Horror Google Maps discovery of prison camp deep in Russias Siberian tundra

Russia and China pact to cause 'unstable decade' says Ellwood

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The amateur detectives came across a series of intriguing images geolocated at 69°24’19°N 87°38’57°E. They depicted a series of dilapidated buildings no longer in use, stuck in the middle of nowhere and surrounded by rubble. Their discovery set off a concerted attempt to try and identify the buildings.

The mystery was eventually solved by one person on the r/GoogleMaps Reddit page, who identified the buildings as a former Gulag.

“It is indeed the Norillag labour camp,” they wrote.

“You can even see the mining facility connected to the camp further west.

“Good catch OP [original poster]!”

Gulags became notorious under Josef Stalin, particularly during his purges over the course of the Great Terror from 1936-38.

An estimated 700,000 to 1.2 million people died during this brutal period of Soviet history.

The Norillag, the Norilsk Corrective Labor Camp, first became operational in June 1935 and initially housed 1,200 inmates.

By 1951, that number had swelled to a massive 72,500 people accommodated in 30 separate camp sections.

The prison camp was eventually shut down three years after Stalin’s death, on August 22, 1956.

When Mikhail Gorbachev came to power in the 1980s and introduced his policies of “glasnost” (openness) and “perestroika” (rebuilding), Russian historians attempted to initiate an honest and open discussion about the repressions.

As part of that process, a society called Memorial was founded towards the end of the 80s to document political repressions carried out under the Soviet Union.

The group sought to build a database of all the victims of the Great Terror and the gulag camps.

An offshoot called the Memorial Human Rights Centre was also eventually established and campaigned for the rights of political prisoners still held in Russia.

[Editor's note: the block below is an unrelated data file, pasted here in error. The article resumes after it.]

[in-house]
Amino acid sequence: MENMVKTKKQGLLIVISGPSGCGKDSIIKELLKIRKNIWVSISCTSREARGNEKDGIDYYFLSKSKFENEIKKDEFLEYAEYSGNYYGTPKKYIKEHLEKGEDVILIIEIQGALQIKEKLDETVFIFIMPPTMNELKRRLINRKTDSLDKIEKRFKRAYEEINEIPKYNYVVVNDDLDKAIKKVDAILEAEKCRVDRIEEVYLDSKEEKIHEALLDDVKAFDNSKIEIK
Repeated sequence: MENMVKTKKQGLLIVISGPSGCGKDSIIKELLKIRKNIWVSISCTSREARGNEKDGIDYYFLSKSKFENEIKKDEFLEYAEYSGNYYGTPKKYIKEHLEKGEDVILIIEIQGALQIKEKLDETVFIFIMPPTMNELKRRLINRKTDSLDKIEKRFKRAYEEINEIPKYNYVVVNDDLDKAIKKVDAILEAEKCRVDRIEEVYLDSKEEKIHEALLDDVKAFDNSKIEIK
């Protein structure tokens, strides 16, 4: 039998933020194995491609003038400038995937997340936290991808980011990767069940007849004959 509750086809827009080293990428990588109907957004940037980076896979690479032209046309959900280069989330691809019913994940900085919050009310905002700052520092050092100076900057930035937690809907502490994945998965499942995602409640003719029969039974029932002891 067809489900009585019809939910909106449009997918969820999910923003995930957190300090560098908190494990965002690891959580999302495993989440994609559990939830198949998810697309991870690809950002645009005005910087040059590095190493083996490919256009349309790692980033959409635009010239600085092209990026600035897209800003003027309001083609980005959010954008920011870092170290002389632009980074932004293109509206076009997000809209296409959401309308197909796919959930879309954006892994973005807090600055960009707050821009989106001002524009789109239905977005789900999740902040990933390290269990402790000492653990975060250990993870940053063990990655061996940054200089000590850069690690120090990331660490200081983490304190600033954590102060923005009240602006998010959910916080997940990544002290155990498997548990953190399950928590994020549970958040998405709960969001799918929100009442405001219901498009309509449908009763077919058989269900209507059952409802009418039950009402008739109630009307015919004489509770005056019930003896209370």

Both organisations have recently been forced to close down by Vladimir Putin’s regime, as the Russian President continues his unrelenting attack on civil society.

State prosecutors accused the Memorial Human Rights Centre of seeking to justify “terrorism and extremism”, charges that the organisation vehemently denied.

The move by Russia’s leader to close both of these institutions provoked a furious backlash from Russian liberals.

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Grigory Yavlinsky, founder of the Yabloko party, warned that Russia was fast becoming a totalitarian state.

He said it marked “the transition from an authoritarian regime to a totalitarian one.”

The decision, he added, shows that Putin’s government “has proclaimed itself the successor of the Stalinist and Soviet regime.”

Mr Putin has moved to crush political dissent in his country in recent years with an ever-growing relish.

This has included the recent disbanding of Alexey Navalny’s movement and the imprisonment of its leader in the IK-2 Male Correctional Colony east of Moscow.

Mr Navalny is currently serving a two-and-a-half-year sentence for alleged parole breaches.

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